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  • Author: Remco Polman x
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Remco Polman, Jonathan Bloomfield and Andrew Edwards

Purpose:

The main objective of this study was to investigate the efficacy of both programmed (speed, agility, and quickness; SAQ) and random (small-sided games; SSG) conditioning methods on selected neuromuscular and physical performance variables.

Methods:

Twenty volunteers (21.1 ± 4.0 y, 1.71 ± 0.09 m, 66.7 ± 9.9 kg; mean ± SD) completed the study. The study design used two physically challenging periodized experimental conditions (SAQ and SSG conditions) and a non exercise control condition (CON). Participants engaged in 12.2 ± 2.1 h of directed physical conditioning. All participants had at least 24 h of recovery between conditioning sessions, and each 1-h session included 15 min of general warm-up and a 45-min exercise session. Participants completed a battery of tests (15-m sprint, isokinetic flexion/extension, depth jump) before and following the training program.

Results:

There was a 6.9% (95% CI: -4.4 to 18.3) greater improvement in 5-m acceleration time and 4.3% (95% CI: -0.9 to 9.5) in 15-m mean running velocity time for the SAQ group compared with the SSG group. In addition, increases in maximal isokinetic concentric strength for both the flexor and extensor muscles, with the exception of 180 °/s flexion, were greater in the SAQ than SSG condition. The SAQ group also showed 19.5% (95% CI: -11.2 to 50.2) greater gain in reactive strength (contact time depth jump) and 53.8% (95% CI: 11.2 to 98.6) in mean gastrocnemius medialis activity in comparison with SSG.

Conclusions:

SAQ training should benefit the physical conditioning programs of novice players performing invasion games.

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Adam R. Nicholls, Nicholas L. Holt and Remco C.J. Polman

The purpose of this study was to examine instances when international agegroup golfers coped effectively and ineffectively with performance-related stressors during competition. Eighteen male Irish international golfers (M age = 17 years) participated in semistructured interviews pertaining to their coping experiences during golf competition. Data were thematically analyzed using Interpretive Phenomenological Analysis (Smith & Osborn, 2003). Strategies associated with effective coping were rationalizing, reappraising, blocking, positive self-talk, following a routine, breathing exercises, physical relaxation, and seeking on-course social support. Alternatively, different types of coping responses (trying too hard, speeding up, routine changes, negative thoughts, lack of coping) were associated with ineffective coping. Theoretical and applied implications of these findings are discussed.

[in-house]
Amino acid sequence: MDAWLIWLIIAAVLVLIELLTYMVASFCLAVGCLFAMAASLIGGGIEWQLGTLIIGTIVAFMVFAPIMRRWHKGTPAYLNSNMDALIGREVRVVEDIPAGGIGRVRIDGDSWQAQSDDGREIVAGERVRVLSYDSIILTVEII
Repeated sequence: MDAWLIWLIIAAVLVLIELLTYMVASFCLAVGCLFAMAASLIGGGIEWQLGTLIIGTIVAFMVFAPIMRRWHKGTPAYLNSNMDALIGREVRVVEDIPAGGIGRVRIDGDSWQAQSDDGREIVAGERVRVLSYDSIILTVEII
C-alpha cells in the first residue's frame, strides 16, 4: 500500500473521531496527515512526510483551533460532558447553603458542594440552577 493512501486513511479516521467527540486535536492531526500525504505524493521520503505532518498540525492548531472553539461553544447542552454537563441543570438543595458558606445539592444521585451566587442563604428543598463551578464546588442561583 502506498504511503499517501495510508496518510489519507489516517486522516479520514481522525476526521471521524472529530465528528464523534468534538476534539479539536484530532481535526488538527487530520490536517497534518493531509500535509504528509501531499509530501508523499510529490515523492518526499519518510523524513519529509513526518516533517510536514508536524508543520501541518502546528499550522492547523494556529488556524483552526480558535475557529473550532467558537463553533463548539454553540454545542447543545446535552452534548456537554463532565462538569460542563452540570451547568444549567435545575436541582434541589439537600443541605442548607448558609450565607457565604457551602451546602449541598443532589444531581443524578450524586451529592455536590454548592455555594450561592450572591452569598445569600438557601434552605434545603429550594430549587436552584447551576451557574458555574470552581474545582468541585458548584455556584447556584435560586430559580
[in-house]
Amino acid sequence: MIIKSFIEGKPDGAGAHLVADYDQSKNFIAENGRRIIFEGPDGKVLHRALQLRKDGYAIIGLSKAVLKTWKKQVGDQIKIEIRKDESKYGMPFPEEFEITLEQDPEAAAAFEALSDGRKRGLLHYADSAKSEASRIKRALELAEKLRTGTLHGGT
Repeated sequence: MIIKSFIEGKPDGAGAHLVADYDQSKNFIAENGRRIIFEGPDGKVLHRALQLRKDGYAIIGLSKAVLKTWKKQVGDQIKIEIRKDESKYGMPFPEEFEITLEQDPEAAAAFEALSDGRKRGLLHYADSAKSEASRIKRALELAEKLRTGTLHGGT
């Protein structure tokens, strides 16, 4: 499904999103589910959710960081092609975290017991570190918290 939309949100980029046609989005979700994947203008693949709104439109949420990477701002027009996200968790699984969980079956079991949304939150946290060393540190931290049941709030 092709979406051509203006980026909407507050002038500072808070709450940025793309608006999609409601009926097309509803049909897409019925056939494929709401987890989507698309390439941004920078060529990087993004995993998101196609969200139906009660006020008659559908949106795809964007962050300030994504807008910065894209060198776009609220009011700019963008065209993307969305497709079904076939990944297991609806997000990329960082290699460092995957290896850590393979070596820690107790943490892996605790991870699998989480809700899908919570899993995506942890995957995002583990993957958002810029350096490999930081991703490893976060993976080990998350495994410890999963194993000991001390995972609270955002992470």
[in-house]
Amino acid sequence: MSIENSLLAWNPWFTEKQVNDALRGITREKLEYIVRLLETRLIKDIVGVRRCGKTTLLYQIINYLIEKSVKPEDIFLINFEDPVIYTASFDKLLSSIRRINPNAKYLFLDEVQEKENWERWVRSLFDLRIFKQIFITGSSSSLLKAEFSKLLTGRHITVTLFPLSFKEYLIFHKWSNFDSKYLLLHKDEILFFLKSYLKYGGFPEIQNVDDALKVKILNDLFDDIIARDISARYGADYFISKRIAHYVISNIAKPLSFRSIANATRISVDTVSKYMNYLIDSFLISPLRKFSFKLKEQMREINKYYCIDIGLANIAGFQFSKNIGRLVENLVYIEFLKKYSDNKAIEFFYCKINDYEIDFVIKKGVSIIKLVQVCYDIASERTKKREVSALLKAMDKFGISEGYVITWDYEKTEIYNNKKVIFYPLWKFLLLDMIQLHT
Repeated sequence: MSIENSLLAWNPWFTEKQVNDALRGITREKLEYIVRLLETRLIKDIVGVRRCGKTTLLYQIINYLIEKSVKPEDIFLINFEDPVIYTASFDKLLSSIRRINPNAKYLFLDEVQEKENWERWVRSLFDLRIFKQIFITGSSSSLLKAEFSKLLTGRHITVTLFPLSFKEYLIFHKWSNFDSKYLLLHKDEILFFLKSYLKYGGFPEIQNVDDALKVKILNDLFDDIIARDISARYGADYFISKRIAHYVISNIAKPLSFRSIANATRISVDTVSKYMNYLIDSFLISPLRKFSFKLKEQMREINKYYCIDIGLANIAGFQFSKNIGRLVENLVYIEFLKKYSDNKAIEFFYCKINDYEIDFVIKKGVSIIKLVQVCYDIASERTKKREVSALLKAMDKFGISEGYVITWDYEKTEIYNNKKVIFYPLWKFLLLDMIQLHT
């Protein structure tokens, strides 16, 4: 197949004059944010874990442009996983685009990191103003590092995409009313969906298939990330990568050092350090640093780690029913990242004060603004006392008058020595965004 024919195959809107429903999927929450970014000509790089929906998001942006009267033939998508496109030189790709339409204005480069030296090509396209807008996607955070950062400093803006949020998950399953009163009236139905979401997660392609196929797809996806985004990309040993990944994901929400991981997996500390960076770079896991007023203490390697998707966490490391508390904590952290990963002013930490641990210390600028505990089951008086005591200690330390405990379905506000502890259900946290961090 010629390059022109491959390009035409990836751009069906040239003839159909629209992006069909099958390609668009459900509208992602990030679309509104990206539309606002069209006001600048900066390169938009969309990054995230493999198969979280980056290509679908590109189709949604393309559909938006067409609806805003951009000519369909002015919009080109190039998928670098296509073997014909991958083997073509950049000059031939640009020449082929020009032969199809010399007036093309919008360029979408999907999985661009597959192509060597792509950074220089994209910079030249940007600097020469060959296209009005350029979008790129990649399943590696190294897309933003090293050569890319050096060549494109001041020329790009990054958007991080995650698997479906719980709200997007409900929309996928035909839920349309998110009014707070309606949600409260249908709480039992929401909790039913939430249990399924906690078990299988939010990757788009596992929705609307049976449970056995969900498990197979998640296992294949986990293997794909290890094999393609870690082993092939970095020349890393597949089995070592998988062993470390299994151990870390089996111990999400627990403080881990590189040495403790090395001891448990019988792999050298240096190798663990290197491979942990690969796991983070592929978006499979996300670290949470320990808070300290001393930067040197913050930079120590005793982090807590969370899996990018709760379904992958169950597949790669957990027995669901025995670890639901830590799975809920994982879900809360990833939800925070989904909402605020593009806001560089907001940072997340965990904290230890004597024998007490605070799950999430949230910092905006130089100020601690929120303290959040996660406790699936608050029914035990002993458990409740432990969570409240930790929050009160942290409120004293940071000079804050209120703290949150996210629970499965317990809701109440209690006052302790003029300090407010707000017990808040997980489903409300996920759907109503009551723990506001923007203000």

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Theocharis Ispoglou, Roderick F.G.J. King, Remco C.J. Polman and Cathy Zanker

Purpose:

To investigate the effects of daily oral L-leucine ingestion on strength, bone mineral-free lean tissue mass (LTM) and fat mass (FM) of free living humans during a 12-wk resistance-training program.

Methods:

Twenty-six initially untrained men (n = 13 per group) ingested either 4 g/d of L-leucine (leucine group: age 28.5 ± 8.2 y, body mass index 24.9 ± 4.2 kg/m2) or a corresponding amount of lactose (placebo group: age 28.2 ± 7.3 y, body mass index 24.9 ± 4.2 kg/m2). All participants trained under supervision twice per week following a prescribed resistance training program using eight standard exercise machines. Testing took place at baseline and at the end of the supplementation period. Strength on each exercise was assessed by fve repetition maximum (5-RM), and body composition was assessed by dual energy X-ray absorptiometry (DXA).